Stu McCullum was in the stands when his son scored a triple-century, but much more than one individual milestone stands out when reflecting on Brendon's career with the Black Caps.

With that career coming to an end after the second test against Australia, which starts next Saturday in Christchurch, Stu will again be present to watch Brendon's last appearance for his country.

And what he will witness - a united New Zealand team, playing with the spirit of their skipper and standing toe to toe with the world's best - is what makes Stu such a proud dad.

"The 302 was very special because it had never been done before," Stu told Newstalk ZB. "But the adversity of what was happening right from South Africa (45 all out in Brendon's first test as captain), and prior to that with all the captaincy issues, to see how the team have gelled and how happy they are, and how much they play for each other and the country is probably the proudest thing.


"My biggest thing that I would like him to be remembered for is that he's a genuine player and team man who felt dearly about the people he played with."

While the last couple of years, in particular, have made that clear to all but the most zealous of detractors, Brendon has certainly faced plenty of criticism during his time wearing the black cap. From his perceived attitude to his batting approach, the New Zealand captain never enjoyed a unanimous approval rating, and Stu was hurt to hear some of the more negative comments directed at both of his sons.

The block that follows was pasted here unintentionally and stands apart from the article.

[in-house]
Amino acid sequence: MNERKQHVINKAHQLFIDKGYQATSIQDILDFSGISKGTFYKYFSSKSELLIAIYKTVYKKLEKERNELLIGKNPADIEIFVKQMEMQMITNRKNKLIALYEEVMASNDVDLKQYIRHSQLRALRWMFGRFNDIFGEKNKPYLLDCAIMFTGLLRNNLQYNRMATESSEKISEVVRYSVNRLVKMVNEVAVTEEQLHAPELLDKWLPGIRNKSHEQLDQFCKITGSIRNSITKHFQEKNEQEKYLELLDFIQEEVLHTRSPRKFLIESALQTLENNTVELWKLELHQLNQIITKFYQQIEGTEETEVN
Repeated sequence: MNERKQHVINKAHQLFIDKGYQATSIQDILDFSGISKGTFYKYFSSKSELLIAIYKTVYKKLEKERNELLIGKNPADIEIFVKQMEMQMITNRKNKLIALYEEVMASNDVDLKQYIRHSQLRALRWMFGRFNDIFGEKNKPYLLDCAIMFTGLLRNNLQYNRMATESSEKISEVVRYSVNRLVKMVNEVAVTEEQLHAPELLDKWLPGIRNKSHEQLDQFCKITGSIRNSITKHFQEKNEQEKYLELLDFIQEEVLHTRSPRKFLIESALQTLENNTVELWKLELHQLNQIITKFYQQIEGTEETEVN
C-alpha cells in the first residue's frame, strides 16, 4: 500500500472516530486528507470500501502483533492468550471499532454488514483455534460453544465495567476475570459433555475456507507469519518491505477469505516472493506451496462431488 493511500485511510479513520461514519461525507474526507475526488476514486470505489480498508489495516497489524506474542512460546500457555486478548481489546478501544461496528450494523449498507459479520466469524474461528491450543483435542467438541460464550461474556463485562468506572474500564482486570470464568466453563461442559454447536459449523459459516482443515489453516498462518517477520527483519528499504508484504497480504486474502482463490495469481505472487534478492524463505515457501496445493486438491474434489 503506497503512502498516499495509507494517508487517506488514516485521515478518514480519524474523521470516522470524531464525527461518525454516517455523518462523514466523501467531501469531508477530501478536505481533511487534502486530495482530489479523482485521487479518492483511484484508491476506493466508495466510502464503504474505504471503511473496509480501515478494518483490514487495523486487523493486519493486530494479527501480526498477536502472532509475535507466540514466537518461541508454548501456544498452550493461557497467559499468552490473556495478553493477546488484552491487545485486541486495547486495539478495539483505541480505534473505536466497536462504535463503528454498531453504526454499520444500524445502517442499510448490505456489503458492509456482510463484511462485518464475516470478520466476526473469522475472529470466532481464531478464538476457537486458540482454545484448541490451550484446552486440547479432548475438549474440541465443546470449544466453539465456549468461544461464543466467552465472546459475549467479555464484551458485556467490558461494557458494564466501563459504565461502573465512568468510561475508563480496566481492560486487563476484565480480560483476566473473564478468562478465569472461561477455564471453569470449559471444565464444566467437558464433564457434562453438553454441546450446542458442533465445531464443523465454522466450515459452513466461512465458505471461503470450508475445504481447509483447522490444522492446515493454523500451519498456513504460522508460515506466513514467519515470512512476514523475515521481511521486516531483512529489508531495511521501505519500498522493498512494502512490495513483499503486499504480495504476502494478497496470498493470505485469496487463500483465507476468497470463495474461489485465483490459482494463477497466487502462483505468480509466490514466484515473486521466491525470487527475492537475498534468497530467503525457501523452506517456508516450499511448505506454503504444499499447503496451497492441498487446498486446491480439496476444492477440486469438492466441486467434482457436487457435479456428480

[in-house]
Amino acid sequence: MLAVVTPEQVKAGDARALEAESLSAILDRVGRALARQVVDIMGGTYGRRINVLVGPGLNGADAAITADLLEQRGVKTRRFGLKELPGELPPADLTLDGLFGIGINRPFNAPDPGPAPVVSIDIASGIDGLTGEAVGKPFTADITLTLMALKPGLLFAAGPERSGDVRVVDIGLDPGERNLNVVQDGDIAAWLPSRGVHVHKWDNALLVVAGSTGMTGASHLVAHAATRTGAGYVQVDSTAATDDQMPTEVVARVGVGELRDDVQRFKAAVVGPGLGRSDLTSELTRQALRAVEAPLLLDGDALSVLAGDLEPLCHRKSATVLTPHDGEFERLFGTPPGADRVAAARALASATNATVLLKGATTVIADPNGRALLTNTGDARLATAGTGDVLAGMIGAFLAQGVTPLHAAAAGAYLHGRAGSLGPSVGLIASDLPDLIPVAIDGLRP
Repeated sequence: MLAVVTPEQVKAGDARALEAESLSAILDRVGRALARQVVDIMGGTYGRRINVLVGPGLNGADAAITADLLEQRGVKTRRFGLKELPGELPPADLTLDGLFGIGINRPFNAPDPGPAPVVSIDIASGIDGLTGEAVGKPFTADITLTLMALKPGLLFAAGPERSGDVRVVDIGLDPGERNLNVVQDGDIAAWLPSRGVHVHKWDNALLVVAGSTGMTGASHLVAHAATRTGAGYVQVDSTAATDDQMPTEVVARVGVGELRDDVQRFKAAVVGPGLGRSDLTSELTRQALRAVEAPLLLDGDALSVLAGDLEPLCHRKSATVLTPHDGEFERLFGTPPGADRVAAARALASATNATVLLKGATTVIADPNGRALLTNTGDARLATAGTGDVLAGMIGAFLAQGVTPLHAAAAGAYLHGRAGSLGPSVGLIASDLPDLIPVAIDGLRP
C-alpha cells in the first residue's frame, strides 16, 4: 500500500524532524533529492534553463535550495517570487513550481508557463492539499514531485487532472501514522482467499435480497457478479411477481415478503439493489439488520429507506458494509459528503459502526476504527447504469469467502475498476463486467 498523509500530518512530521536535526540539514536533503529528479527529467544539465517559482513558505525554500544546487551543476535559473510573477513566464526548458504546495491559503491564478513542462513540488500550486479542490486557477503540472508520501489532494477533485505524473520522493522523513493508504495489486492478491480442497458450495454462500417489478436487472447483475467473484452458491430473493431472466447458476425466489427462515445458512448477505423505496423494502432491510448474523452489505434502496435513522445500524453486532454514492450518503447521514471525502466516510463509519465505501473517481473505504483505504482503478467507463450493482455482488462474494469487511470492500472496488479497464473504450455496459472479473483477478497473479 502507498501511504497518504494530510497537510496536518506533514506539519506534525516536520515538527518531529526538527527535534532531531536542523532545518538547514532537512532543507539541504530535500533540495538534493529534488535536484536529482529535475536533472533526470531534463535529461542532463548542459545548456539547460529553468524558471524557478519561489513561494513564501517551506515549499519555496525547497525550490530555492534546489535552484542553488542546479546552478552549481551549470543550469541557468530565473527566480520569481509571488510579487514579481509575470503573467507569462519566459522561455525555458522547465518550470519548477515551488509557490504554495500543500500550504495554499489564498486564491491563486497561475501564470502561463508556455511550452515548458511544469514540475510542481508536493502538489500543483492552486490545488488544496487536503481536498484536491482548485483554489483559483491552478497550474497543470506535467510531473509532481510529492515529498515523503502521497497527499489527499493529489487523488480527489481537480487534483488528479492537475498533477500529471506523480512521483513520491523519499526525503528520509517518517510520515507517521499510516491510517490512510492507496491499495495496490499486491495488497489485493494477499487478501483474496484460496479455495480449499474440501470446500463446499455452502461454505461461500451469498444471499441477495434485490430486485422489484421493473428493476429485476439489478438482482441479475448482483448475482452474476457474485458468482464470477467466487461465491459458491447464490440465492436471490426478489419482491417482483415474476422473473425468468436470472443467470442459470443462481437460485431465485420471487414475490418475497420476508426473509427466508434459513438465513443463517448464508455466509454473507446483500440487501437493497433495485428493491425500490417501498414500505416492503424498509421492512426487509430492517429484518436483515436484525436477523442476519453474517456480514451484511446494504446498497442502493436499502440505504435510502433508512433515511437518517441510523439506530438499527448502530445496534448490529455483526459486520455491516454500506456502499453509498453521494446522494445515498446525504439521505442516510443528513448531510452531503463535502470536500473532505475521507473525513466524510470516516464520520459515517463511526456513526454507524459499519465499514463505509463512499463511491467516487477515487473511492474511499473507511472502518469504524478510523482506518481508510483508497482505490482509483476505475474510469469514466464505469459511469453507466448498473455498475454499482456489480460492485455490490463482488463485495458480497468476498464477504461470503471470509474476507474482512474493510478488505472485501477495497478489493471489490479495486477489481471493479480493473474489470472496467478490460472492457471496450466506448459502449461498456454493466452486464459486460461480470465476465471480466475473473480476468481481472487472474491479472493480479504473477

"It was quite hurtful at times," he said. "I used to get really quite upset about a lot of the stuff being said about Brendon and Nathan, but those people being critical have no idea what they are like and the perception that he's a jumped up so and so.

"In actual fact, he really cares about people. In my mind, he plays it for all the right reasons. He so passionate about playing for New Zealand and the people he plays with. He has never taken anything for granted."

As for Brendon's recklessness when at the crease, Stu has learned, like most fans, that it's a price to pay to enjoy such a destructive batsman, knowing Brendon's effectiveness cannot come with taking risks.

"I probably get as frustrated as anyone else and I'm sure it's as frustrated as he gets," Stu said. "But we take the good with the bad. I also know what he has done. He doesn't go out on purpose. We just live it it."

Having enjoyed his own fruitful first-class career, making 75 appearances for Otago, Stu will remain in cricket once his sons have called it a day. He'll continue to cheer on the team his son helped craft, though there will be one crucial difference.

"It will be a bit strange," he said. "It won't stop me supporting and going to Black Cap games but I might be sitting on the bank rather than those boxes."